Similarly, substance abuse that alters primarily our cognitive state (e.g., hallucinogens) must be understood within the context of our cognitive (visual/auditory) senses. It should be noted that movement (vestibulation) is often involved in altered cognitive states and it has been proposed that the vestibular-cerebellar neuraxis may be a master integrating/regulating system of sensoryemotional and motor processes.

Thus, the vestibular-cerebellar system may serve as a ??obridge??? between our ??oemotional??? and ??ocognitive??? senses (Prescott 1976a, 1977; Erway 1975).

In previous studies, the SAD theory has been successful in predicting physical violence (high and low) in 100 percent of 49 primitive cultures distributed throughout the world. This was made possible by evaluating the degree of physical affection (touching, holding, carrying) of the infant by its mother or caretakers and by the degree of physical affection that was permitted to be expressed through the acceptance or rejection of premarital sexuality (Prescott 1975, 1977, 1979b).

The issue of violence, i.e., the failure of nurturance and the failure to form affectional bonds, is strongly related to the issue of substance abuse in several aspects. First, in a very general sense, the body needs and ??osearches??? for a state of harmony, contentment, and in higher life forms (homo sapiens), an altered and transcendent state of conscious ??obeing.???

A necessary condition for the attainment of this ??ostate of being??? is the experiencing of physical (somatosensory) pleasure that is essential for the formation of affectional bonds.

When somatosensory pleasure and affectional bonds are denied, then compensatory behaviors to reduce tension, discomfort, and ??oanomie??? become imperative.

The common compensatory behaviors are physical violence (toward others and oneself), alcoholism and drug abuse, and perseverative stimulus-seeking behaviors that attempt to provide the sensory   stimulation that was deprived early in life.

The stereotypical rocking behaviors of isolation-reared Harlow monkeys and of institutionalized children is a case in point. The ??oquieting??? effect of stimulant drugs upon some hyperactive children is another illustration of a ??oneed for neural activation??? that is met by pharmacological stimulation rather than by sensory stimulation.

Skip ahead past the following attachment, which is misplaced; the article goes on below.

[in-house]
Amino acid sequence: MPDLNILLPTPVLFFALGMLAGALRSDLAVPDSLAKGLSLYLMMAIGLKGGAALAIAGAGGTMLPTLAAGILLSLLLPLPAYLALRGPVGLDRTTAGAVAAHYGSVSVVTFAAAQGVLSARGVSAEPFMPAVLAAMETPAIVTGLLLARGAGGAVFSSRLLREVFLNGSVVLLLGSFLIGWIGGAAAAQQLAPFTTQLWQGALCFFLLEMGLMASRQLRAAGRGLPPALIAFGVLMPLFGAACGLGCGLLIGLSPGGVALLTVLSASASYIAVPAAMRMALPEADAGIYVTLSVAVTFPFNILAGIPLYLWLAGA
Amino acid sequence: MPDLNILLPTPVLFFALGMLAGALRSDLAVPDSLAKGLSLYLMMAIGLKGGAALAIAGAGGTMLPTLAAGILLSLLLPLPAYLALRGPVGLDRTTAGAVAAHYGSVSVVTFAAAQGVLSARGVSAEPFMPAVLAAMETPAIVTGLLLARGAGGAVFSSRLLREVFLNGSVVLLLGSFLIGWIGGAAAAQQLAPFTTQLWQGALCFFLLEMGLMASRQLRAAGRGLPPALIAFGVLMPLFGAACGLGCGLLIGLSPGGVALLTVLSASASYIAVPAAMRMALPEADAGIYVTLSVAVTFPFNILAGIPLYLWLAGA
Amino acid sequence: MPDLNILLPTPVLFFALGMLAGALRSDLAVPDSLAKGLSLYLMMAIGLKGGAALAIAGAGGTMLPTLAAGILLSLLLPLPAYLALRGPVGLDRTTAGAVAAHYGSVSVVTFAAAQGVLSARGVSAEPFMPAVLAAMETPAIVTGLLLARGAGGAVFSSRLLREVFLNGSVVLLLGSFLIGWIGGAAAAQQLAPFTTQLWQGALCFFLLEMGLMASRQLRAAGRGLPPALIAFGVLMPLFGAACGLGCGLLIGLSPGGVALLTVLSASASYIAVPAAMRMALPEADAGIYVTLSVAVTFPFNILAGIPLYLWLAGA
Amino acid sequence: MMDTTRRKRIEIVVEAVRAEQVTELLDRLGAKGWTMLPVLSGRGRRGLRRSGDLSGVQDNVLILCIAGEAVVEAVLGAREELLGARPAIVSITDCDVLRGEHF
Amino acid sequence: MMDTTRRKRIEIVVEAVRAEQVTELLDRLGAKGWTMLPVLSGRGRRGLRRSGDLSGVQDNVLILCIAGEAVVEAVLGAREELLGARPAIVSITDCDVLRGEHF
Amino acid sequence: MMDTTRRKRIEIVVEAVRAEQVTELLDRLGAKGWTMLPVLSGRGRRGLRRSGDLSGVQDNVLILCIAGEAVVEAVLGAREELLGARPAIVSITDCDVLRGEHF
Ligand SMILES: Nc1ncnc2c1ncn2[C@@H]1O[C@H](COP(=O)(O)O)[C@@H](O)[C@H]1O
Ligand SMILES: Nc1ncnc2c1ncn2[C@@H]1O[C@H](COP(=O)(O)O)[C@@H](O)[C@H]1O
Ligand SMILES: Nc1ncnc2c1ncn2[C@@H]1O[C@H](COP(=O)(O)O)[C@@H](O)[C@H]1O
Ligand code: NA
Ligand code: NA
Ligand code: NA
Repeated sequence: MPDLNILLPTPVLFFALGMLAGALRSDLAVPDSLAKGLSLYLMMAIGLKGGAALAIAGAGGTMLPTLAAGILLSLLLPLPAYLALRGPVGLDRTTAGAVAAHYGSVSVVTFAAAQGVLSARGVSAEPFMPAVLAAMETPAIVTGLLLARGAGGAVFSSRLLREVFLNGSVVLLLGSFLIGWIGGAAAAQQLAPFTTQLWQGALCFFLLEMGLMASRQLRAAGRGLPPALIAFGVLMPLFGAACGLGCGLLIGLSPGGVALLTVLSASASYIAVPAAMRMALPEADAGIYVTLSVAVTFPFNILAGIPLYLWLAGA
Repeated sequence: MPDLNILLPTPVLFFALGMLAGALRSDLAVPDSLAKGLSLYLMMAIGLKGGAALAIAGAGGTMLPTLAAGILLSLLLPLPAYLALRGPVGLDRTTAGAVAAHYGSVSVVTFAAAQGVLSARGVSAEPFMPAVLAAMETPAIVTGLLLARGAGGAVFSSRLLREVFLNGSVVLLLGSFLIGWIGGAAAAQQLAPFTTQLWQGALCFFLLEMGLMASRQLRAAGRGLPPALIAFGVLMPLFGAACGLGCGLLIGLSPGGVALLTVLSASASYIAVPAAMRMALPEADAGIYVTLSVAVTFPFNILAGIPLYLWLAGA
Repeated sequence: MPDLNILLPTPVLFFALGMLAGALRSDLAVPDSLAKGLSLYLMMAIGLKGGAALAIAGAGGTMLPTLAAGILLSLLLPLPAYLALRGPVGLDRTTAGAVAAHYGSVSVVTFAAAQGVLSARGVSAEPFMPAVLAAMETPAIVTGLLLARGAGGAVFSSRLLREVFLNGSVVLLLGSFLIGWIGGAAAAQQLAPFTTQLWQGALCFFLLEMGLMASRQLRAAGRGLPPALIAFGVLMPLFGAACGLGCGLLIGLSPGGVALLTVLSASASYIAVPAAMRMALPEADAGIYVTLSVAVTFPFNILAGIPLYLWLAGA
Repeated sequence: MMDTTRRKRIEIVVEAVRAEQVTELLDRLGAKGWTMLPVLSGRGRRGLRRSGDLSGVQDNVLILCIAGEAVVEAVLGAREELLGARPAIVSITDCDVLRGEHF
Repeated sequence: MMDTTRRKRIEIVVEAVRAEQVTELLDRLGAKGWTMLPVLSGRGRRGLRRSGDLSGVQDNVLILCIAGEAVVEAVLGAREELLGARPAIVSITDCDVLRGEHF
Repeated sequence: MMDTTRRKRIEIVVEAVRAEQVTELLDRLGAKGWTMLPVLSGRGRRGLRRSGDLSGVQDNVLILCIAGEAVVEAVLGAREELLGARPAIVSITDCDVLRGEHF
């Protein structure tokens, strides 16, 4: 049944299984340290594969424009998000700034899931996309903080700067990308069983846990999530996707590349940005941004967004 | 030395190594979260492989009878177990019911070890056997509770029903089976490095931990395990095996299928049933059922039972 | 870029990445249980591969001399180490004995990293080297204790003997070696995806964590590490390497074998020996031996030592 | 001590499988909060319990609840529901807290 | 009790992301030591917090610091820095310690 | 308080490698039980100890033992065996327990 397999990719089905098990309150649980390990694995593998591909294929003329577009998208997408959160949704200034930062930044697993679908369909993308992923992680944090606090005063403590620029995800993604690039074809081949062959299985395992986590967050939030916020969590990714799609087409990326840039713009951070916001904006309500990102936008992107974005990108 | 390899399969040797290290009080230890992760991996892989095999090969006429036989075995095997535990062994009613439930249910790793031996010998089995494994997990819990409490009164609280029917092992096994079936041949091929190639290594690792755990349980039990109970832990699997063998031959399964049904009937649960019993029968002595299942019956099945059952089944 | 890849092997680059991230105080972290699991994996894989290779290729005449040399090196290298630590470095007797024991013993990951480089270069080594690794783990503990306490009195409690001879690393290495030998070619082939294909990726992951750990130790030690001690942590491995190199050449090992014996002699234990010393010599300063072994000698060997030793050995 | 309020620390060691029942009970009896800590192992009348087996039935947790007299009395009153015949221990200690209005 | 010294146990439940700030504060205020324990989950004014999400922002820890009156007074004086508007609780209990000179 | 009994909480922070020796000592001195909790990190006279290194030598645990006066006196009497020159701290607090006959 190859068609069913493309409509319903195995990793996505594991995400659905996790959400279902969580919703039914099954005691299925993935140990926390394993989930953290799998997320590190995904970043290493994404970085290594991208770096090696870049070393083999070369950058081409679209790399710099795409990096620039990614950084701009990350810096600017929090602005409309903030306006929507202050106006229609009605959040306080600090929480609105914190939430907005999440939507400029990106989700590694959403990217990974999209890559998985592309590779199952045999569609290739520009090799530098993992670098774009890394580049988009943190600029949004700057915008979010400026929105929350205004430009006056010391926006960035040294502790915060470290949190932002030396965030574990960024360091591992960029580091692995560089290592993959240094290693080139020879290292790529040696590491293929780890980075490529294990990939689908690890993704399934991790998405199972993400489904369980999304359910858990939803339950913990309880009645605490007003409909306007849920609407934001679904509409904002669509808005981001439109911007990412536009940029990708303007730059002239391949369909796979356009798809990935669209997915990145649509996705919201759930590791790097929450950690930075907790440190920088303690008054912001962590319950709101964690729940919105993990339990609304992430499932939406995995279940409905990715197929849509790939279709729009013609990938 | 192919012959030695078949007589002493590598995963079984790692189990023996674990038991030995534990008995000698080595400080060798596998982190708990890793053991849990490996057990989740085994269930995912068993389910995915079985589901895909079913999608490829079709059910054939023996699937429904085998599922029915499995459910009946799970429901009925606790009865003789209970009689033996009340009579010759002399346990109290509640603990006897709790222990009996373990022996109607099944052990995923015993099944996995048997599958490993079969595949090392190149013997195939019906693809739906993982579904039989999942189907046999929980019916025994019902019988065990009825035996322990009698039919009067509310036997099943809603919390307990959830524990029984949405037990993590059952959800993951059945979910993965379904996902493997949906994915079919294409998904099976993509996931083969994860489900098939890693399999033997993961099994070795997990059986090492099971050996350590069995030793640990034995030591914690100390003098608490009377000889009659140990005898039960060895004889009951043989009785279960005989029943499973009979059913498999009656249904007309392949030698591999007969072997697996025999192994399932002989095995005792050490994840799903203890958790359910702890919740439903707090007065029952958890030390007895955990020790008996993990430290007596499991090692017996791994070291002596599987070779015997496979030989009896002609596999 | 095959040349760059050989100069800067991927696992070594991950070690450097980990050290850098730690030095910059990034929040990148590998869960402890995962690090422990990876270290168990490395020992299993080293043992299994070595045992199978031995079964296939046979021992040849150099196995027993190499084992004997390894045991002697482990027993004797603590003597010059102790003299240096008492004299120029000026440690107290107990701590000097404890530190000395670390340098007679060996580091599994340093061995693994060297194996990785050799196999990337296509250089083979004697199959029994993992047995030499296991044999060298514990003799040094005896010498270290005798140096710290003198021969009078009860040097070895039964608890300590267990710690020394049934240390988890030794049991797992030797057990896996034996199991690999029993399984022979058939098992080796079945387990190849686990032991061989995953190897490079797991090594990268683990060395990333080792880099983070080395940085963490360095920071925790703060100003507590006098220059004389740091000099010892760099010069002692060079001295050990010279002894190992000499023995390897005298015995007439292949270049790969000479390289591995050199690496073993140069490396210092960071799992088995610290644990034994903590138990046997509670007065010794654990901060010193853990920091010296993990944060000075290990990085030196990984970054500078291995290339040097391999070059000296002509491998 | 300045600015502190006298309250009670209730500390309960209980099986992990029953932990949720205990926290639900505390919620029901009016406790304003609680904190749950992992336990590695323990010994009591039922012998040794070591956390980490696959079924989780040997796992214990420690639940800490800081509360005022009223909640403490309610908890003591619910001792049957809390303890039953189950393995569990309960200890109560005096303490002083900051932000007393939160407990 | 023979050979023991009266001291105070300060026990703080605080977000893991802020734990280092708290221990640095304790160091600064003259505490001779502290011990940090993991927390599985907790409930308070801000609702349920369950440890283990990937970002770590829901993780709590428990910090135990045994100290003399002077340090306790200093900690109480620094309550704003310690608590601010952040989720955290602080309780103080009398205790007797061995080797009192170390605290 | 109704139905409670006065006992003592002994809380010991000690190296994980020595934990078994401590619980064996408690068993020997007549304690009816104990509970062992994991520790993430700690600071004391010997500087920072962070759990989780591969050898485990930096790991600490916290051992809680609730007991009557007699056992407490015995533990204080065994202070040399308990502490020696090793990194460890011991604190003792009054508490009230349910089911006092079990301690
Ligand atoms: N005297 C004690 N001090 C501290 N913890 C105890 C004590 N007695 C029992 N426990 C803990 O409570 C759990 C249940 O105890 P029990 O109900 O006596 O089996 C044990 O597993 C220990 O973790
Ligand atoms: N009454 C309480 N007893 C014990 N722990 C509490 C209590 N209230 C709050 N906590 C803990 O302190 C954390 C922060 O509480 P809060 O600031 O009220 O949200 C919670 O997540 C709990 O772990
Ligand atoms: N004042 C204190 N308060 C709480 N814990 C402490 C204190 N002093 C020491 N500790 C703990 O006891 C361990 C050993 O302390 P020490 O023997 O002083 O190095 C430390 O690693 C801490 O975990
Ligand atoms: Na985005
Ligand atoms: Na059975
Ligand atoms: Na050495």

The chronic stimulus-seeking behaviors, particularly of a sexual and violent nature, in the American culture (evidenced, for example, by massage parlors, pornography, violent films, rape) are also illustrative of this basic principle of stimulusseeking behaviors consequent to early somatosensory deprivation (Prescott 1972a, 1973, 1975, 1976a,b).

Additional studies that relate early sensory experiences to later behaviors, particularly aberrant sensory behaviors, can be usefully consulted (Ainsworth 1972; Cairns 1966, 1972; Bowlby 1969; Harlow 1971; Harlow et al. 1963; Dokecki 1973; Lichstein and Sackett 1971; Lynch 1970; Mason 1968, 1971; Mason and Kenney 1974; Mason and Berkson 1975; Fuller 1967; Freedman 1968; Friedman et al. 1968; Melzack and Burns 1965; Melzack and Thompson 1956; Melzack and Scott 1957; Mitchell 1968, 1970, 1975; Mitchell and Clark 1966; Sackett 1970; Riesen 1960, 1961a,b, 1965; Schaffer and Emerson 1964a,b; Spitz 1945, 1965; Suomi and Harlow 1972; Zubek 1969).

The self-mutilation and pain agnosia of children characterized by psychosocial dwarfism consequent to somatosensory affectional deprivation and child abuse reported by Money et al. (1972), is a classic verification at the human level of the same behaviors (self-mutilation and pain agnosia) found in animals reared under conditions of somatosensory affectional deprivation (social isolation) (Lichstein and Sackett 1971; Melzack and Burns 1965; Melzack and Scott 1957; and Mitchell 1968, 1970, 1975).

The pain aqnosia of children subjected to physical restraint and immobilizatibn reported by Friedman et al. (1968) is another demonstration of these relationships at the human level. Another important dimension to these early experiences and behaviors is the neurochemical and neuroendocrine mediators of pain hypersensitivity and pain hyposensitivity (pain agnosia) consequent to somatosensory deprivation. Harvey and Yunger (1973) have shown that decreases in brain serotonin (-5-HT) result in an increased sensitivity to pain, and Coleman (1971) has shown that isolation-reared monkeys who are characterized by both tactile hypersensitivity and hyposensitivity (Lichstein and Sackett 1971) have significantly decreased levels of platelet serotonin.